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«ABSTRACT Title of Dissertation: TYRANT! TIPU SULTAN AND THE RECONCEPTION OF BRITISH IMPERIAL IDENTITY, 1780-1800 Michael Soracoe, Doctor of ...»

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The military campaign of the Fourth Mysore War had been an unparalleled success, exceeding the wildest hopes of its supporters. Victory had been achieved quickly, at little cost in lives or military expenditures, and had resulted in the death of the fearsome Tipu Sultan, along with virtual annexation of his large and prosperous kingdom.

Accolades for the victors began pouring in immediately, full of triumphant rhetoric and bombastic support for the growing British Empire in the East.84 The public reaction was one of wild celebration and excitement, mixed with a heavy dose of cultural arrogance and feeling of British superiority over the Indian populace. The long anxiety over Tipu had finally been resolved, and the Company’s territories were considered to be permanently secured. Lord Wellesley, the man who had done more than anyone else to engineer the war against Tipu, was granted an enthusiastic reception and showered with praises from all corners of the British domains. While Wellesley remained in India and did not return to Britain to bask in the spoils of victory, the reaction he received was similar to that garnered by Lord Cornwallis seven years earlier. He received the thanks of Parliament, widespread public accolade, and an Irish lordship for his services. Wellesley faced virtually no criticism or opposition at home for his decision to enter into the war, which was a marked contrast from the public reception surrounding the earlier Mysore Wars. Tipu's "alliance" with the hated and feared specter of revolutionary France appears to be the crucial factor responsible for this difference.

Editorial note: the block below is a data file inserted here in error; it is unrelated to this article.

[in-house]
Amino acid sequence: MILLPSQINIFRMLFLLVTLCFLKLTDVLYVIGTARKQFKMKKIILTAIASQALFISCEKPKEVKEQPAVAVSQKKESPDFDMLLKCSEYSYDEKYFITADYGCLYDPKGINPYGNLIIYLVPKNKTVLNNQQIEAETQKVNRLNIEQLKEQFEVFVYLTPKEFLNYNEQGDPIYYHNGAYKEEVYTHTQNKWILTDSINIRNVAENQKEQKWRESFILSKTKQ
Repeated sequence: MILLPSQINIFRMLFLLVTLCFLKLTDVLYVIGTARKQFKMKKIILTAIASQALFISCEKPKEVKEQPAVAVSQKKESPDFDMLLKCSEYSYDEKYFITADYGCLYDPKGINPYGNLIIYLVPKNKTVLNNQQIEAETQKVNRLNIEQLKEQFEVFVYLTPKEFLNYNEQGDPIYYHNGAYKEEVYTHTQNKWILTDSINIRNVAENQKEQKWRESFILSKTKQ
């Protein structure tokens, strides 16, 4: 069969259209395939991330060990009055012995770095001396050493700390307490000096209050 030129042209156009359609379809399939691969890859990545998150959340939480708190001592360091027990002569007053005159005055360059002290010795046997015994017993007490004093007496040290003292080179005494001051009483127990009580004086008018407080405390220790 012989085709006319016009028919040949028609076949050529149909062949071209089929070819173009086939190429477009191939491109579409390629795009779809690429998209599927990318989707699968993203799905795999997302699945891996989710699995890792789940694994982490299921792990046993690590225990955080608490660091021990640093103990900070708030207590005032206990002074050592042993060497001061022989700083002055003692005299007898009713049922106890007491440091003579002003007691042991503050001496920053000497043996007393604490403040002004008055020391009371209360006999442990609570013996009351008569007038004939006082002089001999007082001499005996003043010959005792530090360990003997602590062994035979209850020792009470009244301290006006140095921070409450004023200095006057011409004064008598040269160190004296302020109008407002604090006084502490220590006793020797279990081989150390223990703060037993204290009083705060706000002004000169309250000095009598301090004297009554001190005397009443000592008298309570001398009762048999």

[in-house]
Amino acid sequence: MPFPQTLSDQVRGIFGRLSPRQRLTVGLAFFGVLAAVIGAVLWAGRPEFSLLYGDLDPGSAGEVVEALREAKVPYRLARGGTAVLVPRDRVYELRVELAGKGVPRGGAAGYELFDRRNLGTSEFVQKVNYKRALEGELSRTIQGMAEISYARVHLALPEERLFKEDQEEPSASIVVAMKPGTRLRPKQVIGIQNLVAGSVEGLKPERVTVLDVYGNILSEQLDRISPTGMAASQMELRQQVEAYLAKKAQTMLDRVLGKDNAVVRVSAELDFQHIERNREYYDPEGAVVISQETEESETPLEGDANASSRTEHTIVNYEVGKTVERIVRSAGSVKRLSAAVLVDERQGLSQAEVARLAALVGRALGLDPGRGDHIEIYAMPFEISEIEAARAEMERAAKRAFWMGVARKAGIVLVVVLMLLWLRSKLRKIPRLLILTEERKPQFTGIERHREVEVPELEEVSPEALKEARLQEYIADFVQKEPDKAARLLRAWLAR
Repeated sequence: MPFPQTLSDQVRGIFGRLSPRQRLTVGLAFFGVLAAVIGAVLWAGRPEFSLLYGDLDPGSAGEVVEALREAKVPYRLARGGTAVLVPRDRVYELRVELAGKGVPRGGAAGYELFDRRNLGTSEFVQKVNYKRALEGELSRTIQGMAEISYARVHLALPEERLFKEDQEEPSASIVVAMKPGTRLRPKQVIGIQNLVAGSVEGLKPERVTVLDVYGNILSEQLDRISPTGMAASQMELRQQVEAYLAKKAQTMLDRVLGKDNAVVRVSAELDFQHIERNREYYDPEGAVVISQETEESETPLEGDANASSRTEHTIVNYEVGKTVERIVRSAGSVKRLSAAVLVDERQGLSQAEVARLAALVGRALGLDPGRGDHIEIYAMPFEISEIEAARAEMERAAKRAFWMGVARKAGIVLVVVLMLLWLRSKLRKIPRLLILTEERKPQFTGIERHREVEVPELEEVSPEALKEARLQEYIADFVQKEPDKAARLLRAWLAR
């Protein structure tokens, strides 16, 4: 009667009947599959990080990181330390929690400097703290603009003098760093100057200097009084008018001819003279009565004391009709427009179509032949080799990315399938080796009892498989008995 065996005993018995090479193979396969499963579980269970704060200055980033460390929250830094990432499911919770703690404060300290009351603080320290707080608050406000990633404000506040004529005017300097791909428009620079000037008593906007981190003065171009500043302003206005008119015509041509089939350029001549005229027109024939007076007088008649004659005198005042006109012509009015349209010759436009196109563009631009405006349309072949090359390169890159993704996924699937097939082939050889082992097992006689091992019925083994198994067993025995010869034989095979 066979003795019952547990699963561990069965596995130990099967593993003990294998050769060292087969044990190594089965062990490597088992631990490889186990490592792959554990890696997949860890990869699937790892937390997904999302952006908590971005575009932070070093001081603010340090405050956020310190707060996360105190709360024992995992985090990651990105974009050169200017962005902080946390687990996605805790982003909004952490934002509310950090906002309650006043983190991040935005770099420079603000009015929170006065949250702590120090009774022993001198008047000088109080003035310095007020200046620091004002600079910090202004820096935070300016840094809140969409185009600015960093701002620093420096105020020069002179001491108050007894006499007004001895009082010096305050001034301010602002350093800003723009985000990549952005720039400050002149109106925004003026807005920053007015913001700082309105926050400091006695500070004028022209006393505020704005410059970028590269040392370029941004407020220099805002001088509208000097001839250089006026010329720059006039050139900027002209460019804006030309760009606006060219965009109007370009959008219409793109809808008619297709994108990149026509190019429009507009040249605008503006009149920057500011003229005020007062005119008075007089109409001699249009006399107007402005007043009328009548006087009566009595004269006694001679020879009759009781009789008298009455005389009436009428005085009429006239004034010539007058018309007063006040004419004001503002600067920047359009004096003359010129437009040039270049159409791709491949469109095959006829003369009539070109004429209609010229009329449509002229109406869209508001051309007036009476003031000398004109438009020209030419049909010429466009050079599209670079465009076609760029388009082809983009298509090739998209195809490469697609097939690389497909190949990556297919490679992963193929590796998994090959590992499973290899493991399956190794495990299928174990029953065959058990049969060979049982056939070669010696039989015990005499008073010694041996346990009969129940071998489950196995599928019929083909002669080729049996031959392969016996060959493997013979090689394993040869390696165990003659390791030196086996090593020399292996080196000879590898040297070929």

Alexander Beatson. A View of the Origin and Conduct of the War with Tippoo Sultaun (1800): 244 Ibid, 139 Conclusion Wellesley’s victory over Tipu brought an end to the Company’s wars against Mysore, although they were soon replaced by the Governor General’s wars against the Marathas. Tipu’s defeat represented the end of an era for the Company’s role in southern India, as it had become the dominant power in the region instead of simply one power among many. This newfound position brought with it an increased confidence in the ability of Britons to rule over Indians. Earlier military setbacks had suggested that the Company’s position in India was tentative, and potentially one step away from disaster.